If no one in your family has ever done those things, the odds are stacked against you. When you think about it, a lot of Americans are probably closer than they think to one mistake that could land their own children in DCS custody. (I know that when my sons were very young, I worried that our un-orthodox parenting choices such as unschooling our children or when they acted up in public and required some kind of immediate response from us, not later but in that very moment, we could lose our children due to the interference of do-good, well-meaning people.)

I am not saying that every parent who loses custody is an angel who just needs a leg up. I’m also not saying that every parent who adopts from foster care didn’t try to do exactly what we do. I think one truth all foster parents can agree on is that there is a lot of gray area in foster care.

We didn’t find out we were actually certified until we received a phone call asking if we would be willing to take a sibling set of two into our home. Let me tell you this straight out: I don’t know how anyone, especially first-time foster parents, says no to those calls. Our plan was to foster one child, up to age 8, and we ended up with two babies under 2 because I literally could not imagine saying no.

So what do we do, then, if we aren’t answering a higher religious calling to foster, we aren’t related to the children we foster, and we aren’t planning or secretly hoping to adopt any children? I mean, I suppose I am ministering, kind of: These kids have been introduced to a wide berth of music that we hold dear, and the youngest really enjoyed watching ”Homecoming” when it came out.

But to be real, we begin by nurturing their families, their parents, from Day 1. We offer phone numbers, email addresses, Facebook Messenger access. We start the conversation by telling them our names, describing what our home is like, asking what foods their children like to eat, and telling them we aren’t trying to adopt their babies. We tell them to message us anytime, and that if they don’t hear from us within five hours or so, to message again.

We ask when we can supervise visits, when we can meet up at playgrounds and parks, way before social workers are talking about us doing so. We talk about their goals, their plans, and what they need to get from where they are to reunification of their family.

The “TL; DR” version is this: We begin each placement by treating the parents like they are human beings, like they are people who we might want to know, instead of like they are a scary Other who is standing in our way. Sometimes it doesn’t work, we don’t form a relationship and things go sour. Other times, it works but requires ongoing attention and support, and that’s an exhausting thing to give someone you have met a handful of times.

None of this is easy, and it often feels like foster care is a second full-time job. We are perpetually exhausted by the sheer emotional weight of this journey that we entered into willfully, and that’s not even including the lived reality of nurturing additional children, of loving them, holding them, waking up in the middle of the night with them, feeding them, reading to them, guiding them. Teaching them all the things we taught our son: the ABCs and 123s, who Elmo is and why we love him, the names of The Beatles because it might come in handy someday, how to sit up and how to use a fork. You know, the parenting part of foster parenting.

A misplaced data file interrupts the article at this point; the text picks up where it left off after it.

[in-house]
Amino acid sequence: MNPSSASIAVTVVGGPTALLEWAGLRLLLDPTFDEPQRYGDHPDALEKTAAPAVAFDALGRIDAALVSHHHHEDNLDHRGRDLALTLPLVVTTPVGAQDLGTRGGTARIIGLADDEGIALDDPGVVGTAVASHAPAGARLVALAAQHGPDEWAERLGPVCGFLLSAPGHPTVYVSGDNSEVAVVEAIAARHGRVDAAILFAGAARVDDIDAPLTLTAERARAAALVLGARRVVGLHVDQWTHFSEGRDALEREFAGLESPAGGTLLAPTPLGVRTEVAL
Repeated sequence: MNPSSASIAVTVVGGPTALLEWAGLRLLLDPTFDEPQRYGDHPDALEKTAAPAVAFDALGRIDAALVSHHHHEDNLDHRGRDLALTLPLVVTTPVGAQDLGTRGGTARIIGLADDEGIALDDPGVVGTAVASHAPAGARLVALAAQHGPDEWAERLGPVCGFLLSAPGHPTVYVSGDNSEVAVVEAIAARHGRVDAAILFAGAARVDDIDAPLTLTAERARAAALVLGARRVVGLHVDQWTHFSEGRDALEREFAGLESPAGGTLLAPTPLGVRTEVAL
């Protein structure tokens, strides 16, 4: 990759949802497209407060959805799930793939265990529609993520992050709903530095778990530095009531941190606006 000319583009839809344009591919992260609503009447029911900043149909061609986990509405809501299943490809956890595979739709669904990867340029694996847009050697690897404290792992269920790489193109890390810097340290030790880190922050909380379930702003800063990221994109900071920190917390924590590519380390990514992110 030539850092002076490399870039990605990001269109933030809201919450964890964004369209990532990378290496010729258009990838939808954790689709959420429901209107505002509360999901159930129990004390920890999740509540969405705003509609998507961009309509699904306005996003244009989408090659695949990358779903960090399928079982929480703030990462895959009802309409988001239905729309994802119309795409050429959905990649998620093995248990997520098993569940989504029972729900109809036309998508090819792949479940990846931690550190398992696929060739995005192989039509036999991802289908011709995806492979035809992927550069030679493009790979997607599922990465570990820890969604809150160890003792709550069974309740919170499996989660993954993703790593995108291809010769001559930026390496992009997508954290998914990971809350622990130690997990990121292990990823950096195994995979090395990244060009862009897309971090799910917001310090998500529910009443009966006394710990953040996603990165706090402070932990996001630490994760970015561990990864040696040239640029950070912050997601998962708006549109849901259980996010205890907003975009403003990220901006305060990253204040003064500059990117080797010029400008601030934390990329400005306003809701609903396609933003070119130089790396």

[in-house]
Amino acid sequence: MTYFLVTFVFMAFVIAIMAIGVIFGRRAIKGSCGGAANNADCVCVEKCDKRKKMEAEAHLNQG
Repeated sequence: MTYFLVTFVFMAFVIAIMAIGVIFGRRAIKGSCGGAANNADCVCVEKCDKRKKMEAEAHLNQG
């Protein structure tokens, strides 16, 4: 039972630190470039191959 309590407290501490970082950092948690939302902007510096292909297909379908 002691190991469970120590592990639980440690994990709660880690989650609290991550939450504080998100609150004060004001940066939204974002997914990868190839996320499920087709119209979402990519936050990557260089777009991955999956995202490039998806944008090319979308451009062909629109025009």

We have been lucky so far: We have worked with excellent social workers who are very patient, helpful, and kind. The parents we have co-parented with have been easy to talk to, love their children a lot, and a lot of the time, they just need someone in their corner. And this need is the crux of why we are fostering children and their families: For us, foster care is a kind of community service; it’s a gift that we can give.

Sure, it’s a lot more involved than donating books or cleaning a classroom on a Saturday, but it’s something that makes sense for us right now, in this season of our lives. We won’t do it forever, but we are doing it right now. One of the most important ideas our family tries to follow is that while we may not be able to effect meaningful growth and change in areas of the world that are far away, we can do work in our own community that will help people we live and work with grow.

And that alone makes this entire wild ride worth it.

Morally OK but illegal ?

An adoptee’s birth certificate replacement

Has anyone seen the recent AskReddit post where the question was something like “What’s something that’s morally ok, but illegal?” Somebody said showing adoptees their original birth certificates and the comments have made one adoptee livid. Apparently, adoptees are just horrible stalkers, biological parents deserve anonymity, and how dare we upset our adoptive parents.

Here is that adoptee’s response in the comments (with a few added remarks from my own story) –

Sealed adoption records are actually a product of the past when it was considered shameful to be born “illegitimate” aka out of wedlock. Then, it became at the adoptive parents didn’t want contact with the biological parents.

It had NOTHING to do with promised anonymity to the biological parents. At least not in the United States. This is not sperm donation that we’re talking about here. And even in sperm donation they’re moving away from the anonymous donations because people WANT to know who their biological parents are.

Plus, Ancestry DNA exists (and I will add 23 and Me – both have been helpful for me to learn my true genetic biological origins).

The adoptee writes that “I guess I’m one of those horrible adoptees that you all hate because I found my birth mother 7 years ago and we have a relationship still. She said she always wondered if I was ok. And my full brother found me via Ancestry DNA.

In my own story, my mom’s half-sibling always hoped she would turn up. Sadly it never happened. My dad’s birth father (his mother was unwed) is now known to me thanks to 23 and Me and a long chain of coincidental events.